Posted in Poetry, plays, etc., Re-blog

Completions and communions

To spend a year reading the entire works of Shakespeare is an extraordinary feat, of endurance if nothing else. And yet, this person did; and then wrote about what he learnt, how he felt, and how the task affected him.

A great blog, and besides we share the same favourite Shakespeare quote…

Shakespeare Confidential

Not long after I finished the complete works, I popped into a bookstore. I knew exactly where to find him. He has his own section. He always has his own section.

I strutted straight over. Shakespeare.

Top to bottom, shelf by shelf, I eyed all the Macbeth’s and Much Ado About Nothing’s, all the Romeo and Juliet’s and Richard III’s. I puffed out my chest. I cocked back my chin.

Think your so tough? I said to myself. I read you. I pointed to Hamlet. I read you. I pointed to The Tempest. I read you and you and you. I even read you, singling out a copy of Cymbeline I was surprised, and impressed, to see stocked. Whatcha got on me?    

Wait. I stepped off.

What do you got on me, Shakespeare?

What did I…

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Posted in Poetry, plays, etc., Re-blog

One Step At A Time (Part One)

My friend’s walk to Santiago, one step at a time.

Cabreza da Vaca

Santiago photo

Walking To Santiago

We start a journey without ever knowing

Where the road will end,

Or what we there may find;

The land rolls out and shapes with every step

A novel contour

In the heart and mind.

I am a shell, but know not what I hold,

Until the winding path reveals

Myself unto myself;

Uncovering the fault lines of the man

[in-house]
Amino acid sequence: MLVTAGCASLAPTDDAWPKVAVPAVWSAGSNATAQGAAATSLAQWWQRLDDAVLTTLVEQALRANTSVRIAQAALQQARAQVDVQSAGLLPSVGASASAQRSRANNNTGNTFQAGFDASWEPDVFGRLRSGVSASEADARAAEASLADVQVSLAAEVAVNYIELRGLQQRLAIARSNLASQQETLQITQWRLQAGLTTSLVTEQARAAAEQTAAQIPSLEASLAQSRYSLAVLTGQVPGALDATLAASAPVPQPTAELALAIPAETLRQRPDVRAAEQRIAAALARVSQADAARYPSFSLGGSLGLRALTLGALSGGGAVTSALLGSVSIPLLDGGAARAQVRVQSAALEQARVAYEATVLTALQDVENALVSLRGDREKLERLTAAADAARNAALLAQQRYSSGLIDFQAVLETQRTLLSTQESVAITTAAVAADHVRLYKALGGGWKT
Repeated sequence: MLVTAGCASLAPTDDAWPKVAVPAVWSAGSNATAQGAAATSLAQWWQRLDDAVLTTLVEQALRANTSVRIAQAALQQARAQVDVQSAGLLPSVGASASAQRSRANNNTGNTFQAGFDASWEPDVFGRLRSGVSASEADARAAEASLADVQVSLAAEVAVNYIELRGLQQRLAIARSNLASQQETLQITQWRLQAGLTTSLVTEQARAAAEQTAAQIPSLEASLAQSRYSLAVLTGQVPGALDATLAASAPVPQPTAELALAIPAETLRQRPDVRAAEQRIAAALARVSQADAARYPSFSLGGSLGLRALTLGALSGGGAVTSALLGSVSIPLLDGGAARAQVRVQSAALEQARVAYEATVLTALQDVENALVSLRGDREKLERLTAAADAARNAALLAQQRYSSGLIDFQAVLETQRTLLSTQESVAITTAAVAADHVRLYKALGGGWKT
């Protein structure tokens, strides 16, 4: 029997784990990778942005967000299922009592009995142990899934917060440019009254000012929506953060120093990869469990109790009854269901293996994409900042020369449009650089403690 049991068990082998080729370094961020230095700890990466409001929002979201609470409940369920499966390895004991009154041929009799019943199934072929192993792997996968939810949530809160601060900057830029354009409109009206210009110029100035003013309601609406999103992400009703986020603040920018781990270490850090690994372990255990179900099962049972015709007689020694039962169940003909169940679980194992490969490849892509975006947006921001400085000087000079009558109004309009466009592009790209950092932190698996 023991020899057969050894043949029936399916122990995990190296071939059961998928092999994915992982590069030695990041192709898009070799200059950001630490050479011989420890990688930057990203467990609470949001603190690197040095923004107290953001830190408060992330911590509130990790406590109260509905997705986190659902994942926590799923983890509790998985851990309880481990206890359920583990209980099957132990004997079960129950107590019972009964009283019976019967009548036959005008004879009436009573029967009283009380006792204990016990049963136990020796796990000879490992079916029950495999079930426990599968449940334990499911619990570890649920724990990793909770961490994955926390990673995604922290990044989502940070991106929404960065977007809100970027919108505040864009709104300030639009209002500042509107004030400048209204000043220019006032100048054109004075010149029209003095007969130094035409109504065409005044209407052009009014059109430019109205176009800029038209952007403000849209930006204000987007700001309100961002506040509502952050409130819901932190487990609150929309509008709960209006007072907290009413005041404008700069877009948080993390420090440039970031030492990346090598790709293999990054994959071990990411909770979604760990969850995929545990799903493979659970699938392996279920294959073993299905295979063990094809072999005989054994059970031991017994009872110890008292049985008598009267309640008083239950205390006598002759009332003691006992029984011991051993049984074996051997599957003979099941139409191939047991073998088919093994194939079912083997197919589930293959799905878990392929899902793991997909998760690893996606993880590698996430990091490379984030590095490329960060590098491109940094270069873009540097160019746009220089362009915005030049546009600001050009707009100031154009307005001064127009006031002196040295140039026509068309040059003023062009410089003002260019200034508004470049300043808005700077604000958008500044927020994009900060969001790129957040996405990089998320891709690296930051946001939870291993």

I think I am, or hope to be:

In the shadow lies the wealth.

We walk, and hope, and persevere;

We ache and sweat,

And shed familiar skin;

And all we know encompassed by

One foot in front, and then the other,

Safely gathered in

The swinging incense, soaring voice

Crown the heavy miles

With sacred sound and smell;

The journey has unfolded of itself

A gift to me,

And all again is well..

When one walks with intent, towards a goal, then the unexpected can happen…

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Posted in France, Re-blog

Eric Ravilious and 20th century British Art

Some lovely and captivating paintings. (I like the alliterative rant halfway down too!)

Blog-sur-Aude

img_20161128_085926I found this painting in a junk shop in Birmingham. It was filthy; but oil paintings are tough and almost always clean up well.

Even in that condition I could see the strong composition, colour & form.

It’s unsigned (unusual if it’s by an “amateur”) An unsigned work is more often that of an artist who is working prolifically, but is not of celebrity status and so doesn’t have to think about provenance later down the line!

This is by someone who understands classical painting and has been classically taught ( it’s sketched out in Prussian blue, and quite right too, my old Art tutors would have lynched the class of 71-74 for using the colour black ANYWHERE!)

My junk shop painting here has the colours, the look and the feel of  1920’s-30’s British Art, a taste of which is currently celebrated at the Jerwood Gallery in Hastings UK. www.

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CTG Interviews KJ Howe about The Freedom Broker

I’m amazed at the lengths the authors go to research their stories. I know that Crime Thriller Girl (CTG) is a qualified bounty hunter, for example! I also particularly like the advice from David Morrell, KJ Howe’s mentor: ‘Be a first rate version of yourself, not a second rate version of someone else’.

crime thriller girl

image003While I was at the Theakston Old Peculier Crime Writing Festival at Harrogate I met up with fellow debut novelist KJ Howe to chat about her fabulous thriller THE FREEDOM BROKER. Over coffee, we talked research, writing process, and how she created the kick-ass action heroine Thea Paris…

Thea Paris is such an authentic all-action female lead – what inspired you to create her as a character?

I always wanted to write a strong female protagonist. As part of my research I went out to the Phoenix desert and trained in hand-to-hand combat, knife fighting and more. I’m a big believer of if you’re going to write about it you should have experienced it. I’ve got this rolodex of Special Forces guys I can call on – they read the book – and wanted to bring an authenticity to the page. I would have loved to have been a spy!…

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